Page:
Mike LeBlanc, owner of Cobalt Robotics in Irvine, said 30% of his workforce are former military members.
IRVINE, Calif. (KABC) -- Veteran Mike LeBlanc is doing what he can to help people with similar military backgrounds get jobs and keep them.
When it seems like so much is steering toward artificial intelligence, his Irvine-based company Cobalt Robotics is on the cutting edge of that technology.
"Our principal product is a robot that is decked out with all kinds of sensors, so 360-degree cameras, carbon monoxide, carbon dioxide, microphones," said LeBlanc.
It's almost like a modern day security officer. LeBlanc's professional journey started in the Middle East.
He served three tours, including two combat tours, as a Marine Corps infantry and intelligence officer.
He hasn't forgotten where he came from and now, as a business owner, he's making sure fellow veterans aren't left behind.
"They've seen things that almost nobody else has to see and when they come back into the civilian world, they have to deal with that," said LeBlanc. "But at Cobalt, rather than looking at that with fear, having them treat that like it's a problem, we treat that as a superpower."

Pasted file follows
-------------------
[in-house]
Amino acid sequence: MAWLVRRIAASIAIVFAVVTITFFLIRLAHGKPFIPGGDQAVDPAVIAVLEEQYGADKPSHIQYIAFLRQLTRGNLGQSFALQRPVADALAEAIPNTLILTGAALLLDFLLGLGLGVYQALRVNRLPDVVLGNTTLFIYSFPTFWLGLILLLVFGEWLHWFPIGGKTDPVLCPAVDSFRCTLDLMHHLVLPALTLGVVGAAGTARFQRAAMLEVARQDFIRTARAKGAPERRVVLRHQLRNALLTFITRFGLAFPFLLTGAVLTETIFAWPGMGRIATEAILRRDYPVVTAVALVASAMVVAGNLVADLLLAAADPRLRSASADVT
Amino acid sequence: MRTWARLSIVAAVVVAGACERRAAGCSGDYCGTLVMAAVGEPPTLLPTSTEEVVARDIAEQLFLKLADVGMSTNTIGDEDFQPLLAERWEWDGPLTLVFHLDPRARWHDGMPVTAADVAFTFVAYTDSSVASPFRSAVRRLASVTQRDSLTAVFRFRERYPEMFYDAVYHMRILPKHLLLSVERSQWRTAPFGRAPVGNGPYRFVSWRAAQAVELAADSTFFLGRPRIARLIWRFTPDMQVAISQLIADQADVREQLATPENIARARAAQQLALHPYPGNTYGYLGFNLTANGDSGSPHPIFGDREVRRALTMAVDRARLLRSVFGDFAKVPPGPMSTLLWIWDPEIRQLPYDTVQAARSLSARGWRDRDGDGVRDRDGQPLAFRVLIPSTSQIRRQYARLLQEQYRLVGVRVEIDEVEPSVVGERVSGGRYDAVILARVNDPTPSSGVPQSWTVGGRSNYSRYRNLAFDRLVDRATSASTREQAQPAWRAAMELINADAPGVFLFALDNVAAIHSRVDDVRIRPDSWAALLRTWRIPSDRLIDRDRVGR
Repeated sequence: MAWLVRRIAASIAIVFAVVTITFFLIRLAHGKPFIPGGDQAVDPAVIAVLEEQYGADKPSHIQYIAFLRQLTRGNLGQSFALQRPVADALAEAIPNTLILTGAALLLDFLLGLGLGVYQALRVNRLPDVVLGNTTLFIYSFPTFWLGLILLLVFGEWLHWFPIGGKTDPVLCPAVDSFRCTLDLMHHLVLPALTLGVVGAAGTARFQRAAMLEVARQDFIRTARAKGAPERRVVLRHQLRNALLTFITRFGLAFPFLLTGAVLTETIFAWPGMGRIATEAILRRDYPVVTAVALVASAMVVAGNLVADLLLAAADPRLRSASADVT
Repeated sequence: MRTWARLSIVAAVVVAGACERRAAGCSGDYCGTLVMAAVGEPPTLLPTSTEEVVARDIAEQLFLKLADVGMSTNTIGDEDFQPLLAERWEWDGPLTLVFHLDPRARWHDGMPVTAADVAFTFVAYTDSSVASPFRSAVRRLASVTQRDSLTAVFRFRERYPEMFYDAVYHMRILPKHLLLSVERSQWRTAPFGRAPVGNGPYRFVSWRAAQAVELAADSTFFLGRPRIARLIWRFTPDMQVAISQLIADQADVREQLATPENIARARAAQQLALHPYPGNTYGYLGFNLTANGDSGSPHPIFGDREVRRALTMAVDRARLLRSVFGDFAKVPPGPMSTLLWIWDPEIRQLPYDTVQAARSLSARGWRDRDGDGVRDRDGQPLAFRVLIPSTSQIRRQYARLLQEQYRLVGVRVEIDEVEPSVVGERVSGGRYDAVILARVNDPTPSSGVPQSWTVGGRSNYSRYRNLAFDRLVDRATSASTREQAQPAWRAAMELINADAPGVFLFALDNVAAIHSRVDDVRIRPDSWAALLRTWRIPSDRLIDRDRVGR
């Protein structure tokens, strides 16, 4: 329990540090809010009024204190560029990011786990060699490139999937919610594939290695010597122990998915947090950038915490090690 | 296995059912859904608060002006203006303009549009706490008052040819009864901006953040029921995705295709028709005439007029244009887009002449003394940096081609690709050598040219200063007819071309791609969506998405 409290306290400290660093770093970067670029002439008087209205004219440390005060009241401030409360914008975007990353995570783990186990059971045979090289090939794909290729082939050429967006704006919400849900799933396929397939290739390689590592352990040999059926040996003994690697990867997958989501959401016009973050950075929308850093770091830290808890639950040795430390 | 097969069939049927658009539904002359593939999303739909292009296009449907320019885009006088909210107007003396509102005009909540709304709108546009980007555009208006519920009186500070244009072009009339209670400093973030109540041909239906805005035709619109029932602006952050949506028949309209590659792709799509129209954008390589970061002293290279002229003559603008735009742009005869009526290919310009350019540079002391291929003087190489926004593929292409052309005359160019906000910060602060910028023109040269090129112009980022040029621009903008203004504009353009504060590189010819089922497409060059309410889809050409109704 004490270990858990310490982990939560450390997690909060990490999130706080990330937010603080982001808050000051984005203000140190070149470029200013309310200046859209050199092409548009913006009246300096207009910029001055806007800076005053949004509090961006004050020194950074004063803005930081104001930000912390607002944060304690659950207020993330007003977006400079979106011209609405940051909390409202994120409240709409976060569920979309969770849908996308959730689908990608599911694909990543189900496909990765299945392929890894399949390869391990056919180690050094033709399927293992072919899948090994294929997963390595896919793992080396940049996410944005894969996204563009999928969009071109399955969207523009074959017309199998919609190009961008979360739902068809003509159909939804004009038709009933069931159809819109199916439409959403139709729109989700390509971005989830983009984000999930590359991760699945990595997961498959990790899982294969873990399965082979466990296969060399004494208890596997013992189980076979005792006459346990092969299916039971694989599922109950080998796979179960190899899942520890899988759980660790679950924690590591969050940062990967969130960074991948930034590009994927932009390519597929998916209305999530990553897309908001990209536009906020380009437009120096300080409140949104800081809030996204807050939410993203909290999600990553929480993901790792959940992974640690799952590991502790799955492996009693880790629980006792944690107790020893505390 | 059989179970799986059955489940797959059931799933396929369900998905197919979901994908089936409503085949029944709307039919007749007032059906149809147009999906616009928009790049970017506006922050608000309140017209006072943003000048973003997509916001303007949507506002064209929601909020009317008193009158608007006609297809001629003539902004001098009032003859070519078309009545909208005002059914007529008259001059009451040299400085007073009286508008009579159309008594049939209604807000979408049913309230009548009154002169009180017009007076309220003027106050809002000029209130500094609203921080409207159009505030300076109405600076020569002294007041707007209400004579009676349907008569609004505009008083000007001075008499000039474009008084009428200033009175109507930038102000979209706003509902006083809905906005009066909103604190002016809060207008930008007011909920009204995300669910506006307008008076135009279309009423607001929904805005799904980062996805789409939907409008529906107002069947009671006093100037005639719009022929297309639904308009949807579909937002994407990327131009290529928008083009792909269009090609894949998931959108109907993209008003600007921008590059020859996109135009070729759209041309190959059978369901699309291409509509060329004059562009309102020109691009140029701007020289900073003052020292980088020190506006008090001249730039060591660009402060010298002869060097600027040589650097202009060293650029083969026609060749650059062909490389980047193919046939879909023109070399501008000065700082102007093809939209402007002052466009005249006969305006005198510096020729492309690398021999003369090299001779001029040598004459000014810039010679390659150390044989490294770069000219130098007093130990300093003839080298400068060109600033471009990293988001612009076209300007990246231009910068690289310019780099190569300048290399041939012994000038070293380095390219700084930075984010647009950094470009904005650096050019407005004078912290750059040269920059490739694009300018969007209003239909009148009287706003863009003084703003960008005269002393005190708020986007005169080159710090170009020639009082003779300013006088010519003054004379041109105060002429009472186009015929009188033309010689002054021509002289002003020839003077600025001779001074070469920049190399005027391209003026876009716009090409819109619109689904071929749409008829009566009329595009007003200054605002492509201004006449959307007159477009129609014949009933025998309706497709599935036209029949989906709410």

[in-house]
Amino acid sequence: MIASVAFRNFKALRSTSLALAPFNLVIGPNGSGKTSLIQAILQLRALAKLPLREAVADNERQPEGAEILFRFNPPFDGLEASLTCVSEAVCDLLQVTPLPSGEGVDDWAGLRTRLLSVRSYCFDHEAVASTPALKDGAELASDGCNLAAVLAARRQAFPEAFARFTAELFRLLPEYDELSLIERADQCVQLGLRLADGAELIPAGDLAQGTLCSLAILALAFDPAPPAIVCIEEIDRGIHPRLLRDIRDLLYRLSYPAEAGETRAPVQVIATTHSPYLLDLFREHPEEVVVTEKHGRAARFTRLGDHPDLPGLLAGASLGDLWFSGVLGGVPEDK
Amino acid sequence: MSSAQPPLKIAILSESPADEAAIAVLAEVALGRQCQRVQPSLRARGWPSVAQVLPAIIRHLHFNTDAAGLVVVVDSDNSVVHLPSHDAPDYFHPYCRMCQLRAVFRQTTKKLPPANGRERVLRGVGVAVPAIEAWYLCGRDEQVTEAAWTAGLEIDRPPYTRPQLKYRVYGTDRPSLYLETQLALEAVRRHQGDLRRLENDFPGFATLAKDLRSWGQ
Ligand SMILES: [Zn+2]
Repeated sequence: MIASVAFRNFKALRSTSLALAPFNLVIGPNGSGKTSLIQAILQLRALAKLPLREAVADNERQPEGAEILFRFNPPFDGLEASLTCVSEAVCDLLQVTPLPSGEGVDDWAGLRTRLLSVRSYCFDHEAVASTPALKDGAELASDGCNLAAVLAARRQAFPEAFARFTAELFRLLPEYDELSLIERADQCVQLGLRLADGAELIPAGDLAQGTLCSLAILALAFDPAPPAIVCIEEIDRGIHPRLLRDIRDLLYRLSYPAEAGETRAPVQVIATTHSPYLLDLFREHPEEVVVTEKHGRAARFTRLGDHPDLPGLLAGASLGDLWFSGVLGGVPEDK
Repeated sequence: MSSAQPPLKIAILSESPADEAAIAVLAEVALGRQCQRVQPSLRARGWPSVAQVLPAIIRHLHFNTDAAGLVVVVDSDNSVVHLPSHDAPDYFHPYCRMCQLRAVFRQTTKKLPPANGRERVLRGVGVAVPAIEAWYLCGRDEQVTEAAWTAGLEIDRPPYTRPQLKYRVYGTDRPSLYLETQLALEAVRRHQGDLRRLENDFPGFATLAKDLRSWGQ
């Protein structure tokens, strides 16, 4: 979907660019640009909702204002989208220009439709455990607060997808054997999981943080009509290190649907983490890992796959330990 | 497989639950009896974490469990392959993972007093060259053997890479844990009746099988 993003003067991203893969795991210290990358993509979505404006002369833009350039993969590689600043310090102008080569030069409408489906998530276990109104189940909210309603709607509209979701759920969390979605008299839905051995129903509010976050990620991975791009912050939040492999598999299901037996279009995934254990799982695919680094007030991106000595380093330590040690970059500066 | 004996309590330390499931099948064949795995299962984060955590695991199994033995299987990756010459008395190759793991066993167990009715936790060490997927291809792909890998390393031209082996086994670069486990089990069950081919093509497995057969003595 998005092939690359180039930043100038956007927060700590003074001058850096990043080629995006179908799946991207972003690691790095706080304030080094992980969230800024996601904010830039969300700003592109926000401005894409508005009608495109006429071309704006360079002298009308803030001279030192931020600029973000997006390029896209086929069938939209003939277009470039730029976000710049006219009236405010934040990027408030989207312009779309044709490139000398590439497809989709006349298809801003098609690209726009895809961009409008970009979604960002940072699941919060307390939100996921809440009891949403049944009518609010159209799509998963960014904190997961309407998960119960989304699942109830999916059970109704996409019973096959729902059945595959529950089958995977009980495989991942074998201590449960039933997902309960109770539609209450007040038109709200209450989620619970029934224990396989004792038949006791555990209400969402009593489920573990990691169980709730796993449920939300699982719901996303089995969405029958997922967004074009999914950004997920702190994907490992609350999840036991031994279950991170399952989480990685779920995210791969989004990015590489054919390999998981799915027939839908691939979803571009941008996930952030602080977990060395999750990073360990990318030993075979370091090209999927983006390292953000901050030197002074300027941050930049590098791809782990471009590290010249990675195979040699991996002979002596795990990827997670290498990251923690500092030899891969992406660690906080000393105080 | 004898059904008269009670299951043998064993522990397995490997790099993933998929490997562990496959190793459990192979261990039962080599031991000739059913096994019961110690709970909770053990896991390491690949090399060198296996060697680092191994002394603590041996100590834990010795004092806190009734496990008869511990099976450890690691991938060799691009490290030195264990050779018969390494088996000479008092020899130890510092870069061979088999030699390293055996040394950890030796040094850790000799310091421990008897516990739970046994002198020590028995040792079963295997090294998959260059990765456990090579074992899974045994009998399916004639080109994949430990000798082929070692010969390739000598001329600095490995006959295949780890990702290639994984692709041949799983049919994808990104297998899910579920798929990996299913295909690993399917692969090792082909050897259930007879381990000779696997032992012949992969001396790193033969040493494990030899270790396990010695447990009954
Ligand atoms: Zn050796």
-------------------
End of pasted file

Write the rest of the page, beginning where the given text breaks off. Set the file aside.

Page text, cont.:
He said 30% of his workforce are former military members.
"When we have marines and soldiers and sailors come here, we have the same expectations that we would have of them that we would in a combat situation," said LeBlanc.
That hiring focus is part of a program under the Department of Defense to help train and employ more veterans.
"The skills you get from being in the Marine Corps almost are taught in a different way that you can't really receive in a public university or setting," said Benjamin Daniel Hernandez.
"I think it's kind of a neat environment when you have shared experiences. Even though we're different branches of the military, the shared experience is something that counts," said Robert Crosby Jr.
LeBlanc has no doubt that he's made the right hires.
"Put them in the job and we know they're going to come through. As long as they have mission and the intent behind it, they're going to come through for us," he said.